During my day attending the NRAMA 2019 Youth Conference at the Carleton University, I met Theland Kicknosway – an old childhood friend and neighbour who’s now a respected hoop dancer and public speaker, interestingly enough. We had both recognized each other’s names prior to meeting over lunch-hour. From “Do you want to come to my birthday party?” to speaking at the UN and hosting largely-recognized runs. Certainly an interesting situation.

Speakers such as comic book writer and author Jay Odjick, CBC Radio One host Rosanna Deerchild, and a few other eccentric figures attended, providing their life stories with undoubtedly thought-provoking morals in the auditorium.

The day following, I was scheduled to attend MamawiTogether at the University of Ottawa.

Before that though, I had the pleasure of visiting the on-campus CHUO-FM radio station. Xavier and I promptly received a tour of their workplace from a cheery figure named Mickey, who introduced us to a small-but-full room containing an almost monumental CD music collection. Shelf-after-shelf of 1990’s-2000’s underground tunes flooded the room. Next door to this was their recording studio, where Xavier and I both recorded intros to the show following the welcomed appearance of Darren, CHUO’s indigenous-focused radio host.

Shortly after our brief introduction to campus-radio we then directed our feet to the actual event: MamawiTogether. My time there was recognized a hundred times more than it was during NDRAMA 2019 – not that there’s a competition. Unknown people frequently approached and congratulated me on a personal level, providing much-appreciated support. If I remember correctly, I left that night feeling irregularly self-determined. This was my last full day in Ottawa.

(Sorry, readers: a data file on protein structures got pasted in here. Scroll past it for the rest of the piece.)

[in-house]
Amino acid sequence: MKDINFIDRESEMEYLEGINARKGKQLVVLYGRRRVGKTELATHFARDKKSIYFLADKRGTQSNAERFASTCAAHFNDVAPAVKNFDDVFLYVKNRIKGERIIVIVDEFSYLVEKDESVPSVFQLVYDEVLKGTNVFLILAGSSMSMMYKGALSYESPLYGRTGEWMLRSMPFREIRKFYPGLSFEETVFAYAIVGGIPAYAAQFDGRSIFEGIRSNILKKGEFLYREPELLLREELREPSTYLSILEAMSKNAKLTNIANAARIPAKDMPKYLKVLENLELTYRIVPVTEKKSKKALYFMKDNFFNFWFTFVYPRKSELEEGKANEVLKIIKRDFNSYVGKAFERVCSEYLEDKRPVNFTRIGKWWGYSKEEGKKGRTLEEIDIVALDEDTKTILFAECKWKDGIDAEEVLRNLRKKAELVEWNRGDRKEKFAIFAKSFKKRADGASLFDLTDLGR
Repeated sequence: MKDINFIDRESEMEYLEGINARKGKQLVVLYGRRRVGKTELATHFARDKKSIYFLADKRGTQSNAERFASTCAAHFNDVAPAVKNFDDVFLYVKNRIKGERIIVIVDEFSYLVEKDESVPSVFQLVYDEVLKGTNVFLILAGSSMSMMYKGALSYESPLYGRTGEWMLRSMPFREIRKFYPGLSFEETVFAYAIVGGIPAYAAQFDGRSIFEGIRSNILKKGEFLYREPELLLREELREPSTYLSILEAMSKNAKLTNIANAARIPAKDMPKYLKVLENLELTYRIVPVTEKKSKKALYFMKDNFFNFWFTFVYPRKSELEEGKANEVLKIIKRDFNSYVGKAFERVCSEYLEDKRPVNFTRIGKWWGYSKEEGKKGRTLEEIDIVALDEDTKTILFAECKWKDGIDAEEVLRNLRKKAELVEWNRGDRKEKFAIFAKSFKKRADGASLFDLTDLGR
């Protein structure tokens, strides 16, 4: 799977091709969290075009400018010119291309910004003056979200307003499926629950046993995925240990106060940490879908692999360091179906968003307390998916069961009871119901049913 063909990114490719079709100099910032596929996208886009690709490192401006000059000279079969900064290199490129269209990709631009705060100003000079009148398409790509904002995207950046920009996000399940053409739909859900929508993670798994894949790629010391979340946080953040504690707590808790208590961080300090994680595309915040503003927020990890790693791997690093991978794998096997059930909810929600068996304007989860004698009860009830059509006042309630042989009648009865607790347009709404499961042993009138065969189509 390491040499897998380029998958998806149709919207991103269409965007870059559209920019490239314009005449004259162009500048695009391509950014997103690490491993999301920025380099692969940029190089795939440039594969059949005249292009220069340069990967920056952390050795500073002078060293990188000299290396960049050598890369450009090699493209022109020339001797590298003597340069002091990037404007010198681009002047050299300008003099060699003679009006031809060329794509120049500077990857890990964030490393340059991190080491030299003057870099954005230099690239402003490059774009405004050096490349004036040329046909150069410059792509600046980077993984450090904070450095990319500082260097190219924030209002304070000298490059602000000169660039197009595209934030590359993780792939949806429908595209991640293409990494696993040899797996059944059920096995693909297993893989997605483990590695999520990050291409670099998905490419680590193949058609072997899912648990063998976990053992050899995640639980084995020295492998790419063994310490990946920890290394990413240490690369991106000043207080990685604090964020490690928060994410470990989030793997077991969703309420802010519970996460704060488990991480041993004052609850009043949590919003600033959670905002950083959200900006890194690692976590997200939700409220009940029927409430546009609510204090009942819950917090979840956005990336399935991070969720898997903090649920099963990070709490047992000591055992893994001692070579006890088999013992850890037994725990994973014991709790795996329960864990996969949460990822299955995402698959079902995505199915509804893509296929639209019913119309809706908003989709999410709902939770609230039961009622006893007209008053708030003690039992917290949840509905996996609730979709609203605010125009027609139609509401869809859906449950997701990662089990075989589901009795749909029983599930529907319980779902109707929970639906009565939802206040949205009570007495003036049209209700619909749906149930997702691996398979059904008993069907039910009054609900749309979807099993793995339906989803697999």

The following day, my group and I readily arrived at the airport, set to board our plane to Winnipeg – home to the closest homebound airport capable of lengthy domestic flights.

The stay was great and the string of events within it, twice so. The two conferences welcomed my presence with an unexpected “special guest” title, though I didn’t speak. I screened a short version of my documentary thanks to co-creator Karli Zschogner’s cross-province editing and timeliness and met up with familiar faces in-between hour-to-hour busyness. All in all, it was an unintentionally perspective-altering experience and was, without a doubt, very interesting business. I hope to visit again soon – or travel elsewhere, who knows? “We’ll see”, as my signature phrase goes.

Rez Life

By Virginia Loon

This reserve is better since the last story I wrote. Usually, I’m always busy doing something else or focused on school. I really love the reserve how it is now, rather than the way it was before. There is still bullying around but not as much as before.

But can’t anybody start activities for youth on weekends? I always see kids bored, walking around, or trying to vandalize.

Potholes in Naotkamegwanning

By: Laval Namaypoke

Our community, Naotkamegwanning FN, has been dealing with tricky roads for a long time and they will always be around due to unaffordability and other factors. Over time, most of the community’s members and regular visitors have been able to figure out the pothole hot spots – which makes it less bothersome.